How do you know your Legionella Written Scheme complies with the law?

Previous articles I have written have shown the importance of ensuring your Written Scheme complies with the guidance provided in HSG 274 so this article is asking about wider compliance.

The HSE look at what constitutes good practice and on how relevant application of good practice contributes to the duty to reduce risks ‘so far as is reasonably practicable’ (SFAIRP) or demonstrate that risks have been reduced ALARP. In other words will your Legionella Written Scheme, or Water Safety Plan, reduce risks on site.

HSG 274 requires that we employ “good practice” to reduce risks, but what is good practice? Good practice is the generic term for those standards for controlling risk which have been judged and recognised by HSE as satisfying the law when applied to a particular relevant case in an appropriate manner.

This may take many forms. The scope and detail of good practice will reflect the nature of the hazards and risks, the complexity of the activity or process and the nature of the relevant legal requirements.

Examples of good practice will include:

  • Approved Codes of Practice (e.g.ACoP L8)
  • HSE Guidance (e.g. HSG274 and HSG282)
  • Standards produced by Standards-making organisations (e.g. BS, CEN, CENELEC, ISO, IEC, of which there are thousands of documents)
  • Guidance agreed by a body (e.g. trade federation, professional institution, sports governing body) representing an industrial/occupational sector (e.g. the Legionella Control Association or the Water Management Society).

Good practice may change over time because of technological innovation which improves the degree of control (which may provide potential to increase the use of elimination and of engineering controls), cost changes (which may mean that the cost of controls decreases) or because of changes in management practices.

 

Good practice may also change because of increased knowledge about the hazard and/or a change in the acceptability of the level of risk control achieved by the existing good practice.

 

In the definition of good practice, ‘law’ refers to that law applicable to the situation in question; such law may set absolute standards or its requirements may be qualified in some way, for example, by ‘practicability’ or ‘reasonable practicability’.

‘Good practice’, as used by HSE, can be distinguished from the term ‘best practice’ which usually means a standard of risk control above the legal minimum.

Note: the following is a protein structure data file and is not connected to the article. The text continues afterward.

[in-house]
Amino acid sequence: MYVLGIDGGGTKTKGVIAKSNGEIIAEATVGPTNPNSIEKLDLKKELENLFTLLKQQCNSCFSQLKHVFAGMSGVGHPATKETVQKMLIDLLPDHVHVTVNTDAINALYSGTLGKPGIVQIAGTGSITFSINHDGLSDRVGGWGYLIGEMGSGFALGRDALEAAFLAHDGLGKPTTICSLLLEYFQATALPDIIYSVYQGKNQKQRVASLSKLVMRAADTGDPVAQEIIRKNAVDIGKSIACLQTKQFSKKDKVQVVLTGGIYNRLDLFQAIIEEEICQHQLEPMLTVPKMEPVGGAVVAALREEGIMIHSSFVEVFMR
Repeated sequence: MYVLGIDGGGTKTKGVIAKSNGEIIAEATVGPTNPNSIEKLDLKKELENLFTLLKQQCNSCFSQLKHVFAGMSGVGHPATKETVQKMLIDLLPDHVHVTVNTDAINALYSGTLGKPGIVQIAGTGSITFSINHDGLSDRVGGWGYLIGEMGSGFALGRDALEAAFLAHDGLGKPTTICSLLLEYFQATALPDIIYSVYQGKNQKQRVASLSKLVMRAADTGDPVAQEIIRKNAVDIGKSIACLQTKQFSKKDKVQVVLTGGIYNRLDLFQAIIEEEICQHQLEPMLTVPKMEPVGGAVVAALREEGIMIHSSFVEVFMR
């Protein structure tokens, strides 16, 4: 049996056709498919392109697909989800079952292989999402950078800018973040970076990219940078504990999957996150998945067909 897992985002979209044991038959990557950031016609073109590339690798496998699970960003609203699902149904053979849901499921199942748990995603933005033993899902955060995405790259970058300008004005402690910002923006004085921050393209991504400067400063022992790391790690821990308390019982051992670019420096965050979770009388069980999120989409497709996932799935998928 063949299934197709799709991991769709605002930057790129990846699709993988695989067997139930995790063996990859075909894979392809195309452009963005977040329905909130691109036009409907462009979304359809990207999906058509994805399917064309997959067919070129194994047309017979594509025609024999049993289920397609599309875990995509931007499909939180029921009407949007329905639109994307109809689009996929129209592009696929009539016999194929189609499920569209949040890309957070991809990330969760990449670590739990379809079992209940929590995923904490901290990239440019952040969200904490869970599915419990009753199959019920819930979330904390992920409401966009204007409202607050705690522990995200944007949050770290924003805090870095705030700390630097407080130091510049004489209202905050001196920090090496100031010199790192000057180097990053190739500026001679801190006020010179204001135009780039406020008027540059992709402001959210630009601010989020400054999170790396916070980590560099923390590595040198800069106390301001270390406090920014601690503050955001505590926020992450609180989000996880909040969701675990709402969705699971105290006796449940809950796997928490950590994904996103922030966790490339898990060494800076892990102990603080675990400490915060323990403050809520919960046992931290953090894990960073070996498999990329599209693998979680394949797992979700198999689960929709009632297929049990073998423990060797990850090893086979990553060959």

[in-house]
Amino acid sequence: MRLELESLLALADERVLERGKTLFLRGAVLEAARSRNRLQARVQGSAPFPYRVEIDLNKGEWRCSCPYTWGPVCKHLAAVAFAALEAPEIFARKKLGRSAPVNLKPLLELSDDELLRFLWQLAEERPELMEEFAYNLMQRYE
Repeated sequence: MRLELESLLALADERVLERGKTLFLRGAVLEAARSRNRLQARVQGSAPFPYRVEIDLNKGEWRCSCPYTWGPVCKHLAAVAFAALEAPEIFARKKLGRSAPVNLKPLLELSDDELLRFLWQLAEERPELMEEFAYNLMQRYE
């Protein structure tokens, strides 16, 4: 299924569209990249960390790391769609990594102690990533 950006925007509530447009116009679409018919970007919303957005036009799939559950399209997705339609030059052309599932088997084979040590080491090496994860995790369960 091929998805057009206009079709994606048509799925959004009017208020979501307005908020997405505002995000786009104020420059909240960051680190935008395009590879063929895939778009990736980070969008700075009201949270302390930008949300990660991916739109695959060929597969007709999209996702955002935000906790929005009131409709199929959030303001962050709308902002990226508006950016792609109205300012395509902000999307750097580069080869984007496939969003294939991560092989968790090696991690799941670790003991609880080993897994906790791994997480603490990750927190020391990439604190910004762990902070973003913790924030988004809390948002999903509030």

In judging compliance, HSE expects duty-holders to apply relevant good practice as a minimum. For new plant/installations/situations, this will mean the application of current good practice. For existing plant/installations/situations, this will mean the application of current good practice to the extent necessary to satisfy the relevant law.

Compliance with relevant good practice alone may be sufficient to demonstrate that risks have been reduced ALARP, it is also possible that meeting good practice alone may not be sufficient to comply with the law.

Duty-holders need to:

  1. review their accident scenarios and risk management arrangements (for prevention, control and mitigation);
  2. identify what good practice is relevant;
  3. comply with the good practice (to the extent to which it is applicable);
  4. ask the question – are there any other measures which would be effective in further reducing the risks?
  5. determine whether the extra measures are reasonably practicable and implement those that are.

In determining what is reasonably practicable, the starting point for the risk/sacrifice calculation should be the current situation. Duty-holders should also consider the adequacy of the relevant good practice. When a code or standard is updated to a higher standard, the plant, installation or situation should be examined to see if it can be brought up to the new standard. Any such upgrades should be undertaken if reasonably practicable.

So you should always review your Legionella Written Scheme and check to see whether it complies with both the relevant HSE guidance but also any other good practice is available.

If you want to have your existing Legionella Written Scheme checked to see if it is suitable and sufficient or indeed if you want a Written Scheme creating then contact Collaton Consultancy Limited via general@collatonconsultancy.com

(parts of this article have been précised from the HSE website)

 

 

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